Finland state

Finland solves homelessness, and Hawaii can too

Stable housing is the foundation of thriving families and communities. In the 50 years since Hawaii first declared a housing crisis in 1970, that foundation has steadily eroded.

Hawaii has the highest housing costs relative to local wages in the country, with growing gaps between income and rental costs resulting in some of the highest homelessness and out-migration rates in the country.

This hurts both our people and our economy. But it doesn’t have to be that way.

Finland, over the past decades, has virtually eliminated homelessness called “sleeping rough” and reduced housing costs for all its residents at the same time.

The success of the Finnish housing model is due to a national-level strategy where the state government provides financial subsidies on both the supply side (housing construction) and the demand side (helping tenants or home buyers) and counties provide land for affordable housing in exchange for infrastructure funding and other land use assistance.

Currently, government-funded housing accounts for 21% of Helsinki’s housing stock, although the target for new neighborhoods is 30% affordable housing, 20% affordable housing for sale with limited capital and 50% of private market housing not funded by the public.

In contrast, today only about 7% of Hawaii’s housing stock is subject to price restrictions due to initial public investment. The remaining 93% of housing is for rent (or sale) at market price and is not required to provide public services.

Homelessness in Finland - steady progress

Chronic disinvestment in housing by the public sector means that too much of our housing is unaffordable at local wages. To address this imbalance, the public sector—and by extension the general public—needs to play a greater role in housing policy discussions.

The series of homelessness awareness and housing solutions events last week created an opportunity to do just that.

To help present a vision of what greater public investment in housing might look like, this multi-county series featured housing finance and development experts from Finland, as well as two leaders from the Sami community (the indigenous people of the far north of Europe) to make the voice of indigenous peoples heard within the framework of a “people first” approach to housing policy.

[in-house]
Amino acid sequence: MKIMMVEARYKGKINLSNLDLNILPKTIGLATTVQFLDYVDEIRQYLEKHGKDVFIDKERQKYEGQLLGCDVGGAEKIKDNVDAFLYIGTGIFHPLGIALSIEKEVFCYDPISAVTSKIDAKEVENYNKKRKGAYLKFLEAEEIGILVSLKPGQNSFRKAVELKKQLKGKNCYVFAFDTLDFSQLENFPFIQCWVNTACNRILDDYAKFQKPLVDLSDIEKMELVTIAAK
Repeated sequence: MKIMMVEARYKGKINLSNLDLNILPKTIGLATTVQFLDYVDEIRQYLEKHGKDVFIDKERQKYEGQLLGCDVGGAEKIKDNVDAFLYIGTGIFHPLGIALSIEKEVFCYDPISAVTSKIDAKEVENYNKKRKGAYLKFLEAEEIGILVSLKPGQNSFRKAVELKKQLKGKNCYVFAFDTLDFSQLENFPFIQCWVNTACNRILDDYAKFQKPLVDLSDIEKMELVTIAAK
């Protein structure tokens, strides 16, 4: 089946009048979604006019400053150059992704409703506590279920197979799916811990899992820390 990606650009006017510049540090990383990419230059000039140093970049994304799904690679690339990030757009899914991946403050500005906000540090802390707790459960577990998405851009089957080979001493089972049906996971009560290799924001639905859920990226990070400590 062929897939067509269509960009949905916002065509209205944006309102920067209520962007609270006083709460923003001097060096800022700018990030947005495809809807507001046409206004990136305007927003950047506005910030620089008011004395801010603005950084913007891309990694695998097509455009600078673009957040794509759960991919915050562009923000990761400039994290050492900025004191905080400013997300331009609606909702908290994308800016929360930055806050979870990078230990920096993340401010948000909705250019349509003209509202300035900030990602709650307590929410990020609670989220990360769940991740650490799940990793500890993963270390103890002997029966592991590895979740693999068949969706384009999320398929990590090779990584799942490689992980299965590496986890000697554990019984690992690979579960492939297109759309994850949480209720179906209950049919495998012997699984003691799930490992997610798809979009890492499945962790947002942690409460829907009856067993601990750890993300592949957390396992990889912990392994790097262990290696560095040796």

The Finnish strategy is based on the fundamental belief that everyone should have access to housing as a human right. It’s a belief that has deep roots in Hawaii as well, even though our actions over the past few decades have fallen short of that value.

While the conference events drew on what was done elsewhere, they also focused on Hawaii’s strengths and potential. Events included discussions on the history of land use in Hawaii; promoting indigenous values ​​as housing solutions; listen to the stories of people with lived experience of homelessness; sources of income for affordable housing and more.

Person asleep wrapped in garbage bags along Kalakaua Avenue the day after the Safe Sound Waikiki program press conference with local Waikiki lawmakers and business leaders.
A homeless man along Kalakaua Avenue. Does Finland offer a solution to the Hawaii crisis? Cory Lum/Civil Beat/2022

Most importantly, the series provided attendees with the opportunity to become more involved in advancing affordable housing for Hawaii and its people. Residents who want to help make Hawaii more affordable and end homelessness should consider joining the Hawaii Housing Affordability Coalition at www.HiHAC.org.

As Blossom Feiteira, a longtime housing advocate, said at the end of the conference: “No organization can do this alone. It takes a lot of hands to clean the kalo field, plant, harvest and maintain. Let’s take this kuleana to the next level and get our people where they deserve to be.